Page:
But I learned a lot. I learned that even after having attained my bachelor's degree in International Business, there was still a lot that I didn't know about "international." I learned a great deal about myself as well! I figured out that I am not a hard-selling international corporate marketeer. I prefer a soft touch, I prefer to make international connections through friendships, not sales. I absolutely loved learning about communication and protocol among different cultures.
I was fortunate enough to have been offered a staff position within that office, but it was a far cry from the international career that I envisioned for myself. When I discussed my options with the personnel officials there I was told that if I wanted to BE international, I needed to GO international. In short, I'd never been out of the United States and needed to get my feet wet on international shores. They said anywhere, anything was fine - just go, spend a year overseas, come back and try again for one of the higher level positions.
I went to my university's job placement and counseling office and researched international positions. Pretty much every overseas job was for teaching English conversation in Asia. So that's where I applied. This all took place in February, exactly 20 years ago this month.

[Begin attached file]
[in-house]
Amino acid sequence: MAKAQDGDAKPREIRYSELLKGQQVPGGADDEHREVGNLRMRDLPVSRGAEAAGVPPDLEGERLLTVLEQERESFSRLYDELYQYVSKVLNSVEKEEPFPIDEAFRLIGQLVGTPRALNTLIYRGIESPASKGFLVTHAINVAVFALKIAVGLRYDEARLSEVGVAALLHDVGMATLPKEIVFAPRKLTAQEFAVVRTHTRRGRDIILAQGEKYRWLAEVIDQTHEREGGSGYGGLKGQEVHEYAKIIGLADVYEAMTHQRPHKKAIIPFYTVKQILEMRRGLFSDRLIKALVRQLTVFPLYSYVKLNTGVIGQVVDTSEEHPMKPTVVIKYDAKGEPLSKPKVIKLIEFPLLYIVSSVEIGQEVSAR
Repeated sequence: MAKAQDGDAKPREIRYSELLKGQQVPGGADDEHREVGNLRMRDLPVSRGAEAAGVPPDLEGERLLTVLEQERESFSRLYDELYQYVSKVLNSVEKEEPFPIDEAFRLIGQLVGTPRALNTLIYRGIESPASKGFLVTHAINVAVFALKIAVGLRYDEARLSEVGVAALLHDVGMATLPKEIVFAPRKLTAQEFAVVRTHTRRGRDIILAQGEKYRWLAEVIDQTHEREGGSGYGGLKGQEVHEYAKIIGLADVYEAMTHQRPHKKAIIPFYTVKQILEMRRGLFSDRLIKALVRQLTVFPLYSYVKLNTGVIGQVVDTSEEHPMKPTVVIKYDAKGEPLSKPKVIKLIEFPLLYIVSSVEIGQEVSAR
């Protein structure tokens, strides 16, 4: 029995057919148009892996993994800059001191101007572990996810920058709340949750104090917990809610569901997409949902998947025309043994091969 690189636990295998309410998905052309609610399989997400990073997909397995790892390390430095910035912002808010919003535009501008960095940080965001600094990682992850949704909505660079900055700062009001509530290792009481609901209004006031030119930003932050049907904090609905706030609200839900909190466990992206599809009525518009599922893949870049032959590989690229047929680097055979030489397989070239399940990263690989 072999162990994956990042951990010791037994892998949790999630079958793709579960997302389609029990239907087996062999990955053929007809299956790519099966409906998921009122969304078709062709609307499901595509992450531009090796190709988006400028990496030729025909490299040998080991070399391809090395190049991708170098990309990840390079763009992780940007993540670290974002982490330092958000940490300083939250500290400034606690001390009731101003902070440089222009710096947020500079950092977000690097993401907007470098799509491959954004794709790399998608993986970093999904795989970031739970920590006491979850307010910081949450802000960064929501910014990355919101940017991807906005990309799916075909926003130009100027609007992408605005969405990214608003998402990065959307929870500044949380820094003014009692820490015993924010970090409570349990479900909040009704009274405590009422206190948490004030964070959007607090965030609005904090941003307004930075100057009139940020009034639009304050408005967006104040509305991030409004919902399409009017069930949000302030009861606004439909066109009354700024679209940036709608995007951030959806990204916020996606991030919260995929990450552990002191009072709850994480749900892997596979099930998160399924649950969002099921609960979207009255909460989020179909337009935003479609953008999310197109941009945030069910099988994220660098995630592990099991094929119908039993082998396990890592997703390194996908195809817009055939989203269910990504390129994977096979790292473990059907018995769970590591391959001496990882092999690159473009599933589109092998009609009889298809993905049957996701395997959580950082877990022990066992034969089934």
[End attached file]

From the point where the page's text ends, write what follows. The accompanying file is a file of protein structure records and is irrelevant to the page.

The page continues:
Much to my surprise, much to my horror and delight, I was offered a teaching position within two weeks of having applied. And they even gave me 24 hours to think it over. Wow, that was a tough decision. Is that really what I wanted? I was the biggest leap I'd ever taken. I said yes.
It wasn't exactly working for a huge international corporation overseas. Actually it wasn't anything like that. It was teaching English conversation to children and adults in a small town in western Japan. I wasn't really convinced that I like it. But keeping in mind that it was just for a year, just one year, I stayed. I planned to go back and apply for a position in the state department - hoping that one day I would work my way up to Diplomat. I never made it back to apply for that position.
Fast forward 20 years. Twenty very hard, very fun, at times very lonely years. Somewhere along the line I learned the language and the customs. I've made friends with some incredible Japanese women.
When I started scrapping about 13 years ago, I never dreamed that I would ever be good at it (which is still open for interpretation). I never dreamed I would one day teach it to my neighbors. I never dreamed that scrapbooking would be the key to me being an international diplomat. That really sounds extreme, but these past several months I have been so blessed to be able to use my scrapbooking skills to form and enrich friendships with Japanese women.
You probably remember my eyelash-perm adventures. The lady who does these eyelash perms saw a few of my scrapbooking pages and asked me if I wouldn't decorate her beauty school diplomas. I was honored.
I have no idea why this photo is so bad.
But these are the two finished layouts in frames.
When I look back at the tapestry of my life so far, I see the beautiful design that scrapbooking threads are weaving in my journey. Its amazing to me that I can use scrapbooking as a way to serve and honor my friends.